Vermont’s early voting for local, statewide and national candidates is now under way.
It’s estimated that roughly one quarter of all voters will cast early ballots. And town clerks are predicting the rate could go as high as 50% in some communities.
VPR’s Bob Kinzel reports:
(Sound from Montpelier’s City Office)
"There’s your ballot you want to make sure that you fill out and sign and date the bottom of this inside envelope…you can either mail it back in or drop it off – ok – thank you thank you."
The early voting system is very popular in the city of Montpelier.
Under state law, individuals can request a ballot within 30 days of an election, and on this first day of voting, city officials are responding to more than 400 requests for an early ballot.
Charlotte Hoyt is the Montpelier City Clerk:
(Hoyt)"We’ve been busy this morning…people coming in to either take them out or wanting them mailed to a family member plus on the phone it will be that way until November 4th."
Hoyt is predicting that nearly half of all votes
tabulated on Election Day in the city will be early
ballots. She thinks it helps boost voter turnout:
(Hoyt)"It’s good for the voters it’s a lot of extra work but I think it’s important that we get people’s votes so whatever we can do to get the voters out then that’s important."
Vermont’s political parties recognize the importance of early ballot voters but not all of them are enthusiastic about this system.
Morgan Daybell is the director of the Progressive Party. He thinks the early voting process is a good thing:
(Daybell)"I think it’s an opportunity primary to expand the number of people who vote especially after the low turnout of the primary election in the past year I think we really need to be encouraging anything that it increases voter turnout."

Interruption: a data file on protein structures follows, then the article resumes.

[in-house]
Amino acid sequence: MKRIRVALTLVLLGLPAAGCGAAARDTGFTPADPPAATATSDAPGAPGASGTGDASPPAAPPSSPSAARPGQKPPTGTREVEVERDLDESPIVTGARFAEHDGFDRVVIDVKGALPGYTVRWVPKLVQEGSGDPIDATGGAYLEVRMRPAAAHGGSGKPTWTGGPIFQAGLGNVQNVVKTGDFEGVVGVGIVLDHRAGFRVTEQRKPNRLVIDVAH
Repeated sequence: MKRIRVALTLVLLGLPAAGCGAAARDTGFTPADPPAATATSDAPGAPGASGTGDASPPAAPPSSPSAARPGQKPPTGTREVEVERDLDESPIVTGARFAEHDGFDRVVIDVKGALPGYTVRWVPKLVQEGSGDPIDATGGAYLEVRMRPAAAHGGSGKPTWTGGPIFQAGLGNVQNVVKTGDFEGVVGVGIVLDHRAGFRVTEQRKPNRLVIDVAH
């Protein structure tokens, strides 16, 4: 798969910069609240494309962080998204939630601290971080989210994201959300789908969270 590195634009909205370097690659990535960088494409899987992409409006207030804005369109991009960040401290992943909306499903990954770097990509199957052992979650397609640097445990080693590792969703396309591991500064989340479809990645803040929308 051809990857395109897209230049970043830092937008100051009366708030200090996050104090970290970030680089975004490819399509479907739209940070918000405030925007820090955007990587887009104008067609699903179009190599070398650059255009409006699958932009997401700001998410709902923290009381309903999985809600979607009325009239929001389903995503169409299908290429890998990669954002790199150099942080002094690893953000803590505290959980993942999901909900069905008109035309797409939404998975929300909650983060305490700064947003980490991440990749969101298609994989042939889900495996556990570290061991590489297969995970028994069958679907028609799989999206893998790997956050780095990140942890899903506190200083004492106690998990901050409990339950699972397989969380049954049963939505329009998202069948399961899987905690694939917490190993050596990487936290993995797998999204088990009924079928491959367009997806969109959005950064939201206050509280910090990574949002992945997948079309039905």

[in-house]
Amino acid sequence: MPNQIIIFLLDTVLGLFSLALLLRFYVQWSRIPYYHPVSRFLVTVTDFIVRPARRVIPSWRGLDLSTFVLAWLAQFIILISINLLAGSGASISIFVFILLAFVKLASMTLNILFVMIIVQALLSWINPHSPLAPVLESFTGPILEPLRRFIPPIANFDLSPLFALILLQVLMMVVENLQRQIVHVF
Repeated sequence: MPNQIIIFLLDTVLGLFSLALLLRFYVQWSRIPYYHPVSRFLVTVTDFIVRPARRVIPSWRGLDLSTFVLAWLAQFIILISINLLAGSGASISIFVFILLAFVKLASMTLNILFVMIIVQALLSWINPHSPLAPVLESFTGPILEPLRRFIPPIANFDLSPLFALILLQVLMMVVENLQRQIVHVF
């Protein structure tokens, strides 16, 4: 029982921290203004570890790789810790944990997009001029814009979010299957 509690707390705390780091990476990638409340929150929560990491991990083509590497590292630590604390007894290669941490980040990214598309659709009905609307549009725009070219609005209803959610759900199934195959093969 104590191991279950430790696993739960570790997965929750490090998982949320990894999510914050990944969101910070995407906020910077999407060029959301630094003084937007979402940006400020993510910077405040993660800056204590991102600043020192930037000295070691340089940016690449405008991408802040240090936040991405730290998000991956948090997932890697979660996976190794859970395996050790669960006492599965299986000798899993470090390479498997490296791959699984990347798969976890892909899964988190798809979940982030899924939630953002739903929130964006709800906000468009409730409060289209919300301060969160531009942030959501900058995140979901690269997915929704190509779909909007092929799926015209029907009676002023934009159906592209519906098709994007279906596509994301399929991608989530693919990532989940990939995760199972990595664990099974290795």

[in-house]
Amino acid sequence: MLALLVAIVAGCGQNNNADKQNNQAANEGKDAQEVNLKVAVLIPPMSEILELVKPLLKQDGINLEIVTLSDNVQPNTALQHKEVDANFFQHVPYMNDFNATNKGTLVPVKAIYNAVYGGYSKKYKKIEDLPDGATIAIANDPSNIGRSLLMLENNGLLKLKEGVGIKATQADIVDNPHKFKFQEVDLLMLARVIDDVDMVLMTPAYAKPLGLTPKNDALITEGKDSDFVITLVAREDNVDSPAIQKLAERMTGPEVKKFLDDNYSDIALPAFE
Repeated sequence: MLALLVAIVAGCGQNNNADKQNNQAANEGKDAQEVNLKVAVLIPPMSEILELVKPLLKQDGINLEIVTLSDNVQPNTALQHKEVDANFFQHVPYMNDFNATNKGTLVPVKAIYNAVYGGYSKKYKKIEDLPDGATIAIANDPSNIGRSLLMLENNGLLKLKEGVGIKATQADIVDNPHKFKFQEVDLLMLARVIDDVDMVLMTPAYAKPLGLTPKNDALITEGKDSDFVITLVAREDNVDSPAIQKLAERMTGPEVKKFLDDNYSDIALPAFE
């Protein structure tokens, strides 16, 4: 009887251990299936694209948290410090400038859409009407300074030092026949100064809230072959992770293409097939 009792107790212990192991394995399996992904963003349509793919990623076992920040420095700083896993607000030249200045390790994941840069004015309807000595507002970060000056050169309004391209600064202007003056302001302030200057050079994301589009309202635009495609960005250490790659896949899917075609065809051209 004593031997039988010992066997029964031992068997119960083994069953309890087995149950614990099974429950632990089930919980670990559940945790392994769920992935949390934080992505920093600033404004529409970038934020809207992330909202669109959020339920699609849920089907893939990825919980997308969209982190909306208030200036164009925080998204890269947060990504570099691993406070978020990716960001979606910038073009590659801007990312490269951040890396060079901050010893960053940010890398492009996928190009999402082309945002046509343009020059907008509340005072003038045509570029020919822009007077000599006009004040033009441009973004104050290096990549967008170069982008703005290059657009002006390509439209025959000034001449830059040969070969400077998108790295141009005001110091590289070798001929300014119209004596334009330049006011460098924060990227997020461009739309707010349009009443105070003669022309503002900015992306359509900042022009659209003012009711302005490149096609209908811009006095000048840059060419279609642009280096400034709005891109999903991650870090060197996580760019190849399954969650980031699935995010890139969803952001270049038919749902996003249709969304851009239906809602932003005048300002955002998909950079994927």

Democratic Party spokesperson Liz Saxe also strongly supports the early ballot system because it makes it easier for people to vote:
(Saxe)"I think that’s a really good thing and it strengthens our democracy so it’s absolutely something that we’re very interested in promoting."
Republican Party chairman Rob Roper isn’t a big fan of early voting. He thinks it favors incumbents:
(Roper)"Because a lot of people start paying attention later on in the process and that gives an advantage to incumbents who already have the name recognition but a lot of challengers depend on this last month of intensive campaigning to get their message and their names out to the voters."
Town clerks say it’s important for voters to understand that once a person formally returns an early ballot, that ballot is considered to be their official vote and an individual can’t request a second ballot if they change their mind about supporting a particular candidate.
For VPR News I’m Bob Kinzel in Montpelier.